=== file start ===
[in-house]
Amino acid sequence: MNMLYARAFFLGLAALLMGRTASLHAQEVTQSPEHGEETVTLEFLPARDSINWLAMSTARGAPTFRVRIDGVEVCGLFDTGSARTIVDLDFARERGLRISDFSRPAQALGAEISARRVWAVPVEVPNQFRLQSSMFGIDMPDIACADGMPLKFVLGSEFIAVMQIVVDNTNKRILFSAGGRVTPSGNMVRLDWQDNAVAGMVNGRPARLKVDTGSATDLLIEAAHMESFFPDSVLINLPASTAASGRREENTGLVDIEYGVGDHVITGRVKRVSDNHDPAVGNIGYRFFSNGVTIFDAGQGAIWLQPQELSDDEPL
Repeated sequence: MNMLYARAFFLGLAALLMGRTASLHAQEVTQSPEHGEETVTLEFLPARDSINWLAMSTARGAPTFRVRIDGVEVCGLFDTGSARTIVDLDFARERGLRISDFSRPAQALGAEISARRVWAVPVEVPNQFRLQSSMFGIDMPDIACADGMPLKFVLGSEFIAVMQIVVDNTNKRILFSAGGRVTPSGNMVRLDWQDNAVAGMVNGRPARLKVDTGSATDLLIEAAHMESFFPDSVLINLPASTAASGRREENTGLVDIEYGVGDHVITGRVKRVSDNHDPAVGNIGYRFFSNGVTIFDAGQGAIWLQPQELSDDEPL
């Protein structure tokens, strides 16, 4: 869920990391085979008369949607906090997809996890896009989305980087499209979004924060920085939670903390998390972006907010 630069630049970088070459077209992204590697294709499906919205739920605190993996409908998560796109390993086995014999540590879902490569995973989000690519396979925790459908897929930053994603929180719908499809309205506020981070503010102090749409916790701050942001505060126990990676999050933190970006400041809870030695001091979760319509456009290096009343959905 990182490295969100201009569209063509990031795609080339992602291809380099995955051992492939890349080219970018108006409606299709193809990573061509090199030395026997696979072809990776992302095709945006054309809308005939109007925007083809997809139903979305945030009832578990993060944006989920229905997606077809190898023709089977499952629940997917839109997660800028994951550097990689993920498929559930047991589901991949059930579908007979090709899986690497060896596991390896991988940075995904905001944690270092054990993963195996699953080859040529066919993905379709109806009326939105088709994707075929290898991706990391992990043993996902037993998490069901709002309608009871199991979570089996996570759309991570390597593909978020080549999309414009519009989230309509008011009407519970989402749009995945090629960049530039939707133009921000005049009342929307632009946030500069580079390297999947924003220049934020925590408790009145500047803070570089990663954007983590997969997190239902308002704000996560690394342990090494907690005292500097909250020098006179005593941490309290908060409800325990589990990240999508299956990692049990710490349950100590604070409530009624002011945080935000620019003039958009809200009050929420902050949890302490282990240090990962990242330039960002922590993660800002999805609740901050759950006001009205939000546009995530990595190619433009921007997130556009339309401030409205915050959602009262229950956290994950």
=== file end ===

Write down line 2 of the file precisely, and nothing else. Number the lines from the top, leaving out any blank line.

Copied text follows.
Amino acid sequence: MNMLYARAFFLGLAALLMGRTASLHAQEVTQSPEHGEETVTLEFLPARDSINWLAMSTARGAPTFRVRIDGVEVCGLFDTGSARTIVDLDFARERGLRISDFSRPAQALGAEISARRVWAVPVEVPNQFRLQSSMFGIDMPDIACADGMPLKFVLGSEFIAVMQIVVDNTNKRILFSAGGRVTPSGNMVRLDWQDNAVAGMVNGRPARLKVDTGSATDLLIEAAHMESFFPDSVLINLPASTAASGRREENTGLVDIEYGVGDHVITGRVKRVSDNHDPAVGNIGYRFFSNGVTIFDAGQGAIWLQPQELSDDEPL